Spot spray­ing by drone has is­sues

New Zealand Logger - - Nzif 2018 -

YOU’D THINK THAT US­ING A LARGE DRONE TO HIT PROB­LEM weeds in a for­est with a tar­geted spray would be an ideal and cost­ef­fec­tive so­lu­tion but it’s not that sim­ple, ac­cord­ing to Scion.

Whilst tri­als us­ing a real-life he­li­copter hold­ing a spray unit on a long tether have proved suc­cess­ful, the same could not be said for modelling ap­plied to drones, Scion sci­en­tist Tara Strand told the NZIF an­nual con­fer­ence in Nel­son last month.

It seems that when a spray unit is slung right un­der­neath the drone, the wash from its mul­ti­ple ro­tors does not act in the same way as the big­ger he­li­copter.

The sin­gle large ro­tor on the he­li­copter drives the spray down onto the tar­geted weed or tree and cov­ers both sides of the leaves with droplets, but the nu­mer­ous ro­tors on the drone pro­duce con­fused vor­tices that blow the spray away from its in­tended tar­get.

Even though drones are al­ready be­ing man­u­fac­tured with pay­loads up to 20kg to carry small spray­ing units to be de­ployed for such tasks, the Scion team says they “lack a ro­bust de­sign that con­sid­ers wake­spray in­ter­ac­tions”.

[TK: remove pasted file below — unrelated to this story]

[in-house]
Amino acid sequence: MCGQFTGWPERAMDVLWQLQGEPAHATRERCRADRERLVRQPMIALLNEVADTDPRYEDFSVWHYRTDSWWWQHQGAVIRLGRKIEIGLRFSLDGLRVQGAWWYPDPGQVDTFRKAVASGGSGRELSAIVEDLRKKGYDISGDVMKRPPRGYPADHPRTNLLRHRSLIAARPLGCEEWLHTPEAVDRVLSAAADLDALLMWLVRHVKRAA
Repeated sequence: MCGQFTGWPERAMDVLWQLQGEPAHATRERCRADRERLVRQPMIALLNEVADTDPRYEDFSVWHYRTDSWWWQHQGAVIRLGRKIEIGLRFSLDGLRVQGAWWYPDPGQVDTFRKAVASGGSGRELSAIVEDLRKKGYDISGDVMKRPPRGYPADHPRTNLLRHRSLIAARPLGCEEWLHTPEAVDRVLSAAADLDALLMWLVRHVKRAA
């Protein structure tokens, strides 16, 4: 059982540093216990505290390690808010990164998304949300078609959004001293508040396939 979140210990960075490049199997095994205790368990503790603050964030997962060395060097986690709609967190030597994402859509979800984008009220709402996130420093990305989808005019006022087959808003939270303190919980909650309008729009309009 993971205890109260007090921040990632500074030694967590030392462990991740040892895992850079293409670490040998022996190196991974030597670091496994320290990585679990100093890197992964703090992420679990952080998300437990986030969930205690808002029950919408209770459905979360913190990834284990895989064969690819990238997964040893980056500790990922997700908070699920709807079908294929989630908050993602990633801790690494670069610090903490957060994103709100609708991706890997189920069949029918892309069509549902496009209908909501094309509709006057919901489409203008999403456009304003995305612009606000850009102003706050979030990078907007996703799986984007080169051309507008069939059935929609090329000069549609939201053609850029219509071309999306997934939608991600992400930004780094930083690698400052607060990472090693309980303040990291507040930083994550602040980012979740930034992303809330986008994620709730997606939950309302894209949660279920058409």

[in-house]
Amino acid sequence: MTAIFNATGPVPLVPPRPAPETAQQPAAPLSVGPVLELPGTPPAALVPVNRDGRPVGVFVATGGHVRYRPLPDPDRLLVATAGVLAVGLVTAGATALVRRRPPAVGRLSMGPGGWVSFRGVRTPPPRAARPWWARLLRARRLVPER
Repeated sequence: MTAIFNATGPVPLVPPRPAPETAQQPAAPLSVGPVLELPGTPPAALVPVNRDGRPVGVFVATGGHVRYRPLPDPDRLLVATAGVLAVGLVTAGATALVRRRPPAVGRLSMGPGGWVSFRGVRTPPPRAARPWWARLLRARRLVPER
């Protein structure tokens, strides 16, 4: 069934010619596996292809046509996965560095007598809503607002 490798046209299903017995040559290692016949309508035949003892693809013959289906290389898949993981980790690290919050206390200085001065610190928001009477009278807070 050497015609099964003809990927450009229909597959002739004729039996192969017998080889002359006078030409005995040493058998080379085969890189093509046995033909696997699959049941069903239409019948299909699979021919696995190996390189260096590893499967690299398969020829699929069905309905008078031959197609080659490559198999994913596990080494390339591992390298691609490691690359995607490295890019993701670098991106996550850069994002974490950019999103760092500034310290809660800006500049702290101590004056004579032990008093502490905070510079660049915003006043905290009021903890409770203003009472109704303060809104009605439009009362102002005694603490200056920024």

The sci­en­tists say more work is needed to de­velop tech­nol­ogy that over­comes this draw­back.

In other re­search, Dr Strand and her col­leagues are also work­ing on the de­vel­op­ment of mod­els to pre­dict how for­est fires re­act in ex­treme con­di­tions, as re­ported by NZ Log­ger last year.

The work is con­sid­ered vi­tal be­cause New Zealand is likely to ex­pe­ri­ence the sort of ex­treme wild­fires be­ing wit­nessed in the US, Canada and Aus­tralia.

Work­ing with re­searchers from those coun­tries, Dr Strand and her team are work­ing on a new fire spread model based on a ground­break­ing the­ory that these con­fla­gra­tions move via con­vec­tion that pulses the flames for­ward rather than rais­ing the heat of veg­e­ta­tion through ra­di­a­tion to a point where it com­busts. That makes ex­treme fire events more deadly.

Last year, they car­ried out a live ex­per­i­ment by set­ting fire to a field of corn stub­ble in the South Is­land, us­ing sen­sors and video to test the the­ory, which it seemed to prove. Dr Strand told the con­fer­ence that two fur­ther live fire tri­als are planned, one us­ing gorse in the Rakaia Gorge this com­ing sum­mer and a year later in wild­ing pines on the Pukaki Downs Sta­tion.


A fire ex­per­i­ment in a South Is­land corn field proves fire spreads by con­vec­tion, not ra­di­a­tion.

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